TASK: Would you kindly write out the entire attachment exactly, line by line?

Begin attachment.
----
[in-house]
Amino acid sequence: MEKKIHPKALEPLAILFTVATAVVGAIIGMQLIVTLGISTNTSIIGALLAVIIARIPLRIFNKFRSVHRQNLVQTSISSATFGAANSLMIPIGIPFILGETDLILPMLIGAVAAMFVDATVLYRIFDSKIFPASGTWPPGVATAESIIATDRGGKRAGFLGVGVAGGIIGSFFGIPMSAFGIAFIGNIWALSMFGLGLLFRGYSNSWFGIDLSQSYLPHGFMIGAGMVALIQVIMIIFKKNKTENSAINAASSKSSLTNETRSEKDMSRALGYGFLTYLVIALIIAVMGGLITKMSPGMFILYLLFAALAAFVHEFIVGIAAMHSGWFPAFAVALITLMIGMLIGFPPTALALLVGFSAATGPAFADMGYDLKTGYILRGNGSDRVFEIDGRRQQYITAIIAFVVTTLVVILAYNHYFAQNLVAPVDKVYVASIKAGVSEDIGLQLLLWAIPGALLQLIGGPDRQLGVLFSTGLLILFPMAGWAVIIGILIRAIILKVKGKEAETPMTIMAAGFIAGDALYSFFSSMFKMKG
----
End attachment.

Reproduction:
[in-house]
Amino acid sequence: MEKKIHPKALEPLAILFTVATAVVGAIIGMQLIVTLGISTNTSIIGALLAVIIARIPLRIFNKFRSVHRQNLVQTSISSATFGAANSLMIPIGIPFILGETDLILPMLIGAVAAMFVDATVLYRIFDSKIFPASGTWPPGVATAESIIATDRGGKRAGFLGVGVAGGIIGSFFGIPMSAFGIAFIGNIWALSMFGLGLLFRGYSNSWFGIDLSQSYLPHGFMIGAGMVALIQVIMIIFKKNKTENSAINAASSKSSLTNETRSEKDMSRALGYGFLTYLVIALIIAVMGGLITKMSPGMFILYLLFAALAAFVHEFIVGIAAMHSGWFPAFAVALITLMIGMLIGFPPTALALLVGFSAATGPAFADMGYDLKTGYILRGNGSDRVFEIDGRRQQYITAIIAFVVTTLVVILAYNHYFAQNLVAPVDKVYVASIKAGVSEDIGLQLLLWAIPGALLQLIGGPDRQLGVLFSTGLLILFPMAGWAVIIGILIRAIILKVKGKEAETPMTIMAAGFIAGDALYSFFSSMFKMKG